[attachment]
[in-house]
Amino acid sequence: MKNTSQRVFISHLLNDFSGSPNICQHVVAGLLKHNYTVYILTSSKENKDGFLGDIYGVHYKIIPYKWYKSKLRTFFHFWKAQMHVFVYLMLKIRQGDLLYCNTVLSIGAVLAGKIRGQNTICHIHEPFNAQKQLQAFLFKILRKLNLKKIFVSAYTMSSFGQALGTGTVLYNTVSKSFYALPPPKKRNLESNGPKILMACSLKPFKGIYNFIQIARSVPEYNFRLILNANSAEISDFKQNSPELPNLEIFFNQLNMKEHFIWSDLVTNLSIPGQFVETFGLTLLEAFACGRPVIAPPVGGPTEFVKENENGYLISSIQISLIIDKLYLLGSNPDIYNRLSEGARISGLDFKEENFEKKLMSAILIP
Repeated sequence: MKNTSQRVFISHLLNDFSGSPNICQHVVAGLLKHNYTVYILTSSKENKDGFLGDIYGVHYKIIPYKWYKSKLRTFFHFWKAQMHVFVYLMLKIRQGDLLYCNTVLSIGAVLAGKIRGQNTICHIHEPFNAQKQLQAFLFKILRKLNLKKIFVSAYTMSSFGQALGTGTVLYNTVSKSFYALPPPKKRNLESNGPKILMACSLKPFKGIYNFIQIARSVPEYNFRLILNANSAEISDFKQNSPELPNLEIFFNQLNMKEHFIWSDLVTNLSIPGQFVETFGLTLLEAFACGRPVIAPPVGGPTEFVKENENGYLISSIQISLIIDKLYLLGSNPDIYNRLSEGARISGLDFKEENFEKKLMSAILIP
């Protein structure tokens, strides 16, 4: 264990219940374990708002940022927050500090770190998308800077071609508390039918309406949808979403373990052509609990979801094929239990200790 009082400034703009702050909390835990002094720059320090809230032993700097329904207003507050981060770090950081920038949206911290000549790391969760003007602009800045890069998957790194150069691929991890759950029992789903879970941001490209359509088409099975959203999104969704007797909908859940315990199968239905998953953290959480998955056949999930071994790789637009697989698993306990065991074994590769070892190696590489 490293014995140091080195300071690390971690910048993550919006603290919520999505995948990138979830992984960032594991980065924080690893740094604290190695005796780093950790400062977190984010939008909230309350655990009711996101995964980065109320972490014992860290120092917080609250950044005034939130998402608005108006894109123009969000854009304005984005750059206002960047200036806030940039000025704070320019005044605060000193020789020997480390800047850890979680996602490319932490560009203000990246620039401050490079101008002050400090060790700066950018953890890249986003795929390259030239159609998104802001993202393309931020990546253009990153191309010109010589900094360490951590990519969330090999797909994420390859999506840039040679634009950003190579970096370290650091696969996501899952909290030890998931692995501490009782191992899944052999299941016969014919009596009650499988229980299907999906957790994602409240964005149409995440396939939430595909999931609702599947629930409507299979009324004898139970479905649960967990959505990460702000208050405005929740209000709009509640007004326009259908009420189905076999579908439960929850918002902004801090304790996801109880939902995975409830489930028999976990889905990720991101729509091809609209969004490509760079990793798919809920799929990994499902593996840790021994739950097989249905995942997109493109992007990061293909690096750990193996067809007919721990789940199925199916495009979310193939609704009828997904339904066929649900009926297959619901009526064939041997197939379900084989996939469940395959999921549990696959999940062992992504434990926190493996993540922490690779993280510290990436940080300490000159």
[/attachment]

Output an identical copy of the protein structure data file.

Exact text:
[in-house]
Amino acid sequence: MKNTSQRVFISHLLNDFSGSPNICQHVVAGLLKHNYTVYILTSSKENKDGFLGDIYGVHYKIIPYKWYKSKLRTFFHFWKAQMHVFVYLMLKIRQGDLLYCNTVLSIGAVLAGKIRGQNTICHIHEPFNAQKQLQAFLFKILRKLNLKKIFVSAYTMSSFGQALGTGTVLYNTVSKSFYALPPPKKRNLESNGPKILMACSLKPFKGIYNFIQIARSVPEYNFRLILNANSAEISDFKQNSPELPNLEIFFNQLNMKEHFIWSDLVTNLSIPGQFVETFGLTLLEAFACGRPVIAPPVGGPTEFVKENENGYLISSIQISLIIDKLYLLGSNPDIYNRLSEGARISGLDFKEENFEKKLMSAILIP
Repeated sequence: MKNTSQRVFISHLLNDFSGSPNICQHVVAGLLKHNYTVYILTSSKENKDGFLGDIYGVHYKIIPYKWYKSKLRTFFHFWKAQMHVFVYLMLKIRQGDLLYCNTVLSIGAVLAGKIRGQNTICHIHEPFNAQKQLQAFLFKILRKLNLKKIFVSAYTMSSFGQALGTGTVLYNTVSKSFYALPPPKKRNLESNGPKILMACSLKPFKGIYNFIQIARSVPEYNFRLILNANSAEISDFKQNSPELPNLEIFFNQLNMKEHFIWSDLVTNLSIPGQFVETFGLTLLEAFACGRPVIAPPVGGPTEFVKENENGYLISSIQISLIIDKLYLLGSNPDIYNRLSEGARISGLDFKEENFEKKLMSAILIP
């Protein structure tokens, strides 16, 4: 264990219940374990708002940022927050500090770190998308800077071609508390039918309406949808979403373990052509609990979801094929239990200790 009082400034703009702050909390835990002094720059320090809230032993700097329904207003507050981060770090950081920038949206911290000549790391969760003007602009800045890069998957790194150069691929991890759950029992789903879970941001490209359509088409099975959203999104969704007797909908859940315990199968239905998953953290959480998955056949999930071994790789637009697989698993306990065991074994590769070892190696590489 490293014995140091080195300071690390971690910048993550919006603290919520999505995948990138979830992984960032594991980065924080690893740094604290190695005796780093950790400062977190984010939008909230309350655990009711996101995964980065109320972490014992860290120092917080609250950044005034939130998402608005108006894109123009969000854009304005984005750059206002960047200036806030940039000025704070320019005044605060000193020789020997480390800047850890979680996602490319932490560009203000990246620039401050490079101008002050400090060790700066950018953890890249986003795929390259030239159609998104802001993202393309931020990546253009990153191309010109010589900094360490951590990519969330090999797909994420390859999506840039040679634009950003190579970096370290650091696969996501899952909290030890998931692995501490009782191992899944052999299941016969014919009596009650499988229980299907999906957790994602409240964005149409995440396939939430595909999931609702599947629930409507299979009324004898139970479905649960967990959505990460702000208050405005929740209000709009509640007004326009259908009420189905076999579908439960929850918002902004801090304790996801109880939902995975409830489930028999976990889905990720991101729509091809609209969004490509760079990793798919809920799929990994499902593996840790021994739950097989249905995942997109493109992007990061293909690096750990193996067809007919721990789940199925199916495009979310193939609704009828997904339904066929649900009926297959619901009526064939041997197939379900084989996939469940395959999921549990696959999940062992992504434990926190493996993540922490690779993280510290990436940080300490000159």